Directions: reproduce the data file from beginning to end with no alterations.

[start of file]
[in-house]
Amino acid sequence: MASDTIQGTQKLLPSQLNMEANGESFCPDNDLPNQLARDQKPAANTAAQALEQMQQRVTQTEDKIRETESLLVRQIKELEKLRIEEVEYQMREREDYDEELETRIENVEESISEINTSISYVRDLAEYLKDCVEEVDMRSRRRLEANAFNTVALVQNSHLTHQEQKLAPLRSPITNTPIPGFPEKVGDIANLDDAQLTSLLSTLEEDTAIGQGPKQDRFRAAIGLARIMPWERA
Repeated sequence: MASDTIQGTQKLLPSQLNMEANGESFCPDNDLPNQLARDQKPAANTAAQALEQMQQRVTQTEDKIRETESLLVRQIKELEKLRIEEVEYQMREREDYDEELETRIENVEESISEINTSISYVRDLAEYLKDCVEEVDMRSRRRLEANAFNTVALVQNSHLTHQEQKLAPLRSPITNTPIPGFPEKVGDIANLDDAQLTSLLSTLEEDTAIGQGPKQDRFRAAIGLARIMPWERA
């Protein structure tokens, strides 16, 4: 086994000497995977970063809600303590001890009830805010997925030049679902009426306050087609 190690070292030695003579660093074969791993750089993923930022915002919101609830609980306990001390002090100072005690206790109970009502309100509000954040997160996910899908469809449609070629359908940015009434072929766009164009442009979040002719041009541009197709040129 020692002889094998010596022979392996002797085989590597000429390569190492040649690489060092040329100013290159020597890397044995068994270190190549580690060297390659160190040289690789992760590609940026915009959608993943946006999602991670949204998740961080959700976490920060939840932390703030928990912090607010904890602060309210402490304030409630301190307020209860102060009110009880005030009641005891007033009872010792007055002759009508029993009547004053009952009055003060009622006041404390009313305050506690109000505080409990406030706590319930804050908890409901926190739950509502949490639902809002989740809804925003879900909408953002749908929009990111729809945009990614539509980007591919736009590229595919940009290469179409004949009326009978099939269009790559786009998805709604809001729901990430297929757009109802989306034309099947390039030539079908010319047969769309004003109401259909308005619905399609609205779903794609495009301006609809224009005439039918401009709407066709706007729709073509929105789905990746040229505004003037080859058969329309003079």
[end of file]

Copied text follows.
[in-house]
Amino acid sequence: MASDTIQGTQKLLPSQLNMEANGESFCPDNDLPNQLARDQKPAANTAAQALEQMQQRVTQTEDKIRETESLLVRQIKELEKLRIEEVEYQMREREDYDEELETRIENVEESISEINTSISYVRDLAEYLKDCVEEVDMRSRRRLEANAFNTVALVQNSHLTHQEQKLAPLRSPITNTPIPGFPEKVGDIANLDDAQLTSLLSTLEEDTAIGQGPKQDRFRAAIGLARIMPWERA
Repeated sequence: MASDTIQGTQKLLPSQLNMEANGESFCPDNDLPNQLARDQKPAANTAAQALEQMQQRVTQTEDKIRETESLLVRQIKELEKLRIEEVEYQMREREDYDEELETRIENVEESISEINTSISYVRDLAEYLKDCVEEVDMRSRRRLEANAFNTVALVQNSHLTHQEQKLAPLRSPITNTPIPGFPEKVGDIANLDDAQLTSLLSTLEEDTAIGQGPKQDRFRAAIGLARIMPWERA
């Protein structure tokens, strides 16, 4: 086994000497995977970063809600303590001890009830805010997925030049679902009426306050087609 190690070292030695003579660093074969791993750089993923930022915002919101609830609980306990001390002090100072005690206790109970009502309100509000954040997160996910899908469809449609070629359908940015009434072929766009164009442009979040002719041009541009197709040129 020692002889094998010596022979392996002797085989590597000429390569190492040649690489060092040329100013290159020597890397044995068994270190190549580690060297390659160190040289690789992760590609940026915009959608993943946006999602991670949204998740961080959700976490920060939840932390703030928990912090607010904890602060309210402490304030409630301190307020209860102060009110009880005030009641005891007033009872010792007055002759009508029993009547004053009952009055003060009622006041404390009313305050506690109000505080409990406030706590319930804050908890409901926190739950509502949490639902809002989740809804925003879900909408953002749908929009990111729809945009990614539509980007591919736009590229595919940009290469179409004949009326009978099939269009790559786009998805709604809001729901990430297929757009109802989306034309099947390039030539079908010319047969769309004003109401259909308005619905399609609205779903794609495009301006609809224009005439039918401009709407066709706007729709073509929105789905990746040229505004003037080859058969329309003079």